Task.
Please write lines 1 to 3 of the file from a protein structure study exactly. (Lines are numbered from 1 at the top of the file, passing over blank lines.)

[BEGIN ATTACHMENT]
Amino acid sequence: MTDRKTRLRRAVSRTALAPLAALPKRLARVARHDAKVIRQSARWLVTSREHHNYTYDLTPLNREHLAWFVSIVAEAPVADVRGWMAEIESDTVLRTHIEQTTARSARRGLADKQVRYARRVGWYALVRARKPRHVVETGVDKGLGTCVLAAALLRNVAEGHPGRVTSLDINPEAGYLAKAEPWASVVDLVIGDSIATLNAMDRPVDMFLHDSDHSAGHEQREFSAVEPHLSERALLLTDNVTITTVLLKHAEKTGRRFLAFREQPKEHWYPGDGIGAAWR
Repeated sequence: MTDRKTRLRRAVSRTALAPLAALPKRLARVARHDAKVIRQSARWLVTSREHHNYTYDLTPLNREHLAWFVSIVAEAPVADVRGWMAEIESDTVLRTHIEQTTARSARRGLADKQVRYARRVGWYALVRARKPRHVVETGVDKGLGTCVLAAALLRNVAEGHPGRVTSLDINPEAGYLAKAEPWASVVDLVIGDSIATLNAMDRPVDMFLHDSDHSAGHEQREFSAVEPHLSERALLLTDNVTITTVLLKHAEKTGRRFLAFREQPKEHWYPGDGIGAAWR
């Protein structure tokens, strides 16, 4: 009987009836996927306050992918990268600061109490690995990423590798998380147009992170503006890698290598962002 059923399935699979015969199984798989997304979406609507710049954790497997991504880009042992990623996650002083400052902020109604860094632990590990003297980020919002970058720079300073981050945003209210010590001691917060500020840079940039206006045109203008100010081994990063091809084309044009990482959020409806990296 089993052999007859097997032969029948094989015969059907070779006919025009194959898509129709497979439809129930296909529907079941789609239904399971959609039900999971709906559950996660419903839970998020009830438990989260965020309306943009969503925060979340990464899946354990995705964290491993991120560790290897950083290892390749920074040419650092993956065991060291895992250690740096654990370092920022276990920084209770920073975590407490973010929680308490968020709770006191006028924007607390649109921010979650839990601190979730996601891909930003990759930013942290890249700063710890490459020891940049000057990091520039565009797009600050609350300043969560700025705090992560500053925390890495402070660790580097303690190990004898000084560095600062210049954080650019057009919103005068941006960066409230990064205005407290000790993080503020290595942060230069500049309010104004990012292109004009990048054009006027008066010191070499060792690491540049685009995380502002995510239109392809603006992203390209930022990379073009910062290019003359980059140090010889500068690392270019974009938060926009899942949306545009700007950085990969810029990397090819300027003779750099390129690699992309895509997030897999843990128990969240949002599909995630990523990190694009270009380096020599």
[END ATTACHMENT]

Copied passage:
Amino acid sequence: MTDRKTRLRRAVSRTALAPLAALPKRLARVARHDAKVIRQSARWLVTSREHHNYTYDLTPLNREHLAWFVSIVAEAPVADVRGWMAEIESDTVLRTHIEQTTARSARRGLADKQVRYARRVGWYALVRARKPRHVVETGVDKGLGTCVLAAALLRNVAEGHPGRVTSLDINPEAGYLAKAEPWASVVDLVIGDSIATLNAMDRPVDMFLHDSDHSAGHEQREFSAVEPHLSERALLLTDNVTITTVLLKHAEKTGRRFLAFREQPKEHWYPGDGIGAAWR
Repeated sequence: MTDRKTRLRRAVSRTALAPLAALPKRLARVARHDAKVIRQSARWLVTSREHHNYTYDLTPLNREHLAWFVSIVAEAPVADVRGWMAEIESDTVLRTHIEQTTARSARRGLADKQVRYARRVGWYALVRARKPRHVVETGVDKGLGTCVLAAALLRNVAEGHPGRVTSLDINPEAGYLAKAEPWASVVDLVIGDSIATLNAMDRPVDMFLHDSDHSAGHEQREFSAVEPHLSERALLLTDNVTITTVLLKHAEKTGRRFLAFREQPKEHWYPGDGIGAAWR
């Protein structure tokens, strides 16, 4: 009987009836996927306050992918990268600061109490690995990423590798998380147009992170503006890698290598962002 059923399935699979015969199984798989997304979406609507710049954790497997991504880009042992990623996650002083400052902020109604860094632990590990003297980020919002970058720079300073981050945003209210010590001691917060500020840079940039206006045109203008100010081994990063091809084309044009990482959020409806990296 089993052999007859097997032969029948094989015969059907070779006919025009194959898509129709497979439809129930296909529907079941789609239904399971959609039900999971709906559950996660419903839970998020009830438990989260965020309306943009969503925060979340990464899946354990995705964290491993991120560790290897950083290892390749920074040419650092993956065991060291895992250690740096654990370092920022276990920084209770920073975590407490973010929680308490968020709770006191006028924007607390649109921010979650839990601190979730996601891909930003990759930013942290890249700063710890490459020891940049000057990091520039565009797009600050609350300043969560700025705090992560500053925390890495402070660790580097303690190990004898000084560095600062210049954080650019057009919103005068941006960066409230990064205005407290000790993080503020290595942060230069500049309010104004990012292109004009990048054009006027008066010191070499060792690491540049685009995380502002995510239109392809603006992203390209930022990379073009910062290019003359980059140090010889500068690392270019974009938060926009899942949306545009700007950085990969810029990397090819300027003779750099390129690699992309895509997030897999843990128990969240949002599909995630990523990190694009270009380096020599």